In the midst of a white snowscape, Joël Tettamanti (b. 1977) finds moments of captivating colour. While travelling across Greenland, he discovered objects and buildings which had managed to escape the thick layers of snow engulfing the region. The primary coloured houses associated with the Northern Hemisphere stand out against the washed-out streets, and even the most mundane objects become almost mystical half-disguised in the frosty weather. Tettamanti’s beautiful photographs are currently showcased in Issue 62 of Aesthetica. We speak to Tettamanti about his approach to his work.
A: Can you remember the first photograph you took?
JT: I can’t remember it exactly. It was probably an underwater photo with my yellow Sony waterproof camera that I got for Christmas when I was just 12.
A: What draws you to take a photograph?
JT: I take photographs because it is probably the only thing I can do. Besides, I really enjoy it.
A: You have travelled all over the world to shoot images, is there anywhere you haven’t been that you would like to?
JT: I like it everywhere I go, so there is no real reason to rush. However, one of my goals is to see the very deep parts of the ocean. It will probably never be possible, but it keeps me dreaming.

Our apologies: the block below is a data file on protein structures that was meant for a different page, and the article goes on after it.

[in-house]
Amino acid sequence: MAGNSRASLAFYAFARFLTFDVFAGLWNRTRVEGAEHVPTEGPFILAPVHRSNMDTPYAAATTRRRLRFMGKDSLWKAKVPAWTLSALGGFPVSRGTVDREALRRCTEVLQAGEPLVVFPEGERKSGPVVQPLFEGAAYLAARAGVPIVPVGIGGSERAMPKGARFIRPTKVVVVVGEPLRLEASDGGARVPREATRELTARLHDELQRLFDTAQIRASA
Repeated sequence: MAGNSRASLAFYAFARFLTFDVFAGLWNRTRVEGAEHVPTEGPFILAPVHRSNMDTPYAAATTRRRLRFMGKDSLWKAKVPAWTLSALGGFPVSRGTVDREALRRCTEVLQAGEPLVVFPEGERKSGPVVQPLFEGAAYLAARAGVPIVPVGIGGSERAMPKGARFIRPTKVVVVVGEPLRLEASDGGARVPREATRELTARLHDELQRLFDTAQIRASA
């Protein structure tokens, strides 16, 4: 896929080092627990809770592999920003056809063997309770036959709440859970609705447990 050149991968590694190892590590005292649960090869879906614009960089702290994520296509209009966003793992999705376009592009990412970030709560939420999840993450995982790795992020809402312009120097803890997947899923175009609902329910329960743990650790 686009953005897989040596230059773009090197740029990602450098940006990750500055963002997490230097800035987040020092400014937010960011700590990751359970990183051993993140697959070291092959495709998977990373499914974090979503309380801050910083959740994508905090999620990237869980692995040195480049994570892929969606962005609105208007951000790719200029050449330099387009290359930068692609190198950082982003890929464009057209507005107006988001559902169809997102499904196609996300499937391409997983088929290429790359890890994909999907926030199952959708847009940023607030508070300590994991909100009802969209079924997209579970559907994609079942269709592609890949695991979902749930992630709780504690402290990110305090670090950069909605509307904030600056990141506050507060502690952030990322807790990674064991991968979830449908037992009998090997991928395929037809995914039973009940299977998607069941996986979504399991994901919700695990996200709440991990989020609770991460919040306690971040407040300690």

A: Your images from Greenland feature in Aesthetica Issue 62, what do you think is special about this landscape?
JT: I like this country a lot. The beauty of the place is fascinating. The intense and overpowering climate has generated a unique architecture, one that is simple and pragmatic. The people are also very special and they are not cold at all, as many people would think. They are very inviting and are curious about where you come from and how you live. Of course, not everyone is nice (like everywhere I guess), but I din’t feel bad once. It is a population full of humour that has been through lots of cultural changes, very much like the alterations in central Europe and world wide.
A: Which photographers have inspired you?
JT: I have been influenced by lots of people, it is hard to make a list. At a certain stage or age I think that all photographers start distancing themselves from the art scene, and this is especially true of the photographic scene. It’s probably a kind of protection.
A: What do you have planned for next?
JT: My phone could ring any time and all my plans could change in a second, so it’s very difficult to plan too far ahead. I’ll probably buy some new Nordic skis for this winter, that’s my next project.
To see Tettamanti’s work in Aesthetica Issue 62, head to www.aestheticamagazine.com
1. Joël Tettamanti, Sisimiut, Greenland, 2012, courtesy of the artist.